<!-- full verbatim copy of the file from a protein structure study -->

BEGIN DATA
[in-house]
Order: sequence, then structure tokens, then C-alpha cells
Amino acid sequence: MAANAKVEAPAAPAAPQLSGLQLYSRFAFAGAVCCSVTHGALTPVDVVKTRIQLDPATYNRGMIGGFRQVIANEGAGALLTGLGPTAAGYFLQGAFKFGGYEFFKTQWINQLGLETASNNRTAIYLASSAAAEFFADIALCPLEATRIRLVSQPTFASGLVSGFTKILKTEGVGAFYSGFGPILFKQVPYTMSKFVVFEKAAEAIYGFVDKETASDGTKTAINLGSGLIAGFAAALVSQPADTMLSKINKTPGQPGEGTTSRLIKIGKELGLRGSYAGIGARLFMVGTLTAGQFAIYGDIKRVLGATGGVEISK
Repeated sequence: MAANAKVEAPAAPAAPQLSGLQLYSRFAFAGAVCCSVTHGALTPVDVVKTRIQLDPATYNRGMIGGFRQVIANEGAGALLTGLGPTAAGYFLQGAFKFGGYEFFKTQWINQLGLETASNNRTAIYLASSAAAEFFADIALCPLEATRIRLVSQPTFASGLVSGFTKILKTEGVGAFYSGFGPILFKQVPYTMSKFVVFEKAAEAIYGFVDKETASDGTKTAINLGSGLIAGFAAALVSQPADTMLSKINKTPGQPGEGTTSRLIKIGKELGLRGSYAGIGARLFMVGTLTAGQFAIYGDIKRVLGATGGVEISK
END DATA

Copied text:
[in-house]
Order: sequence, then structure tokens, then C-alpha cells
Amino acid sequence: MAANAKVEAPAAPAAPQLSGLQLYSRFAFAGAVCCSVTHGALTPVDVVKTRIQLDPATYNRGMIGGFRQVIANEGAGALLTGLGPTAAGYFLQGAFKFGGYEFFKTQWINQLGLETASNNRTAIYLASSAAAEFFADIALCPLEATRIRLVSQPTFASGLVSGFTKILKTEGVGAFYSGFGPILFKQVPYTMSKFVVFEKAAEAIYGFVDKETASDGTKTAINLGSGLIAGFAAALVSQPADTMLSKINKTPGQPGEGTTSRLIKIGKELGLRGSYAGIGARLFMVGTLTAGQFAIYGDIKRVLGATGGVEISK
Repeated sequence: MAANAKVEAPAAPAAPQLSGLQLYSRFAFAGAVCCSVTHGALTPVDVVKTRIQLDPATYNRGMIGGFRQVIANEGAGALLTGLGPTAAGYFLQGAFKFGGYEFFKTQWINQLGLETASNNRTAIYLASSAAAEFFADIALCPLEATRIRLVSQPTFASGLVSGFTKILKTEGVGAFYSGFGPILFKQVPYTMSKFVVFEKAAEAIYGFVDKETASDGTKTAINLGSGLIAGFAAALVSQPADTMLSKINKTPGQPGEGTTSRLIKIGKELGLRGSYAGIGARLFMVGTLTAGQFAIYGDIKRVLGATGGVEISK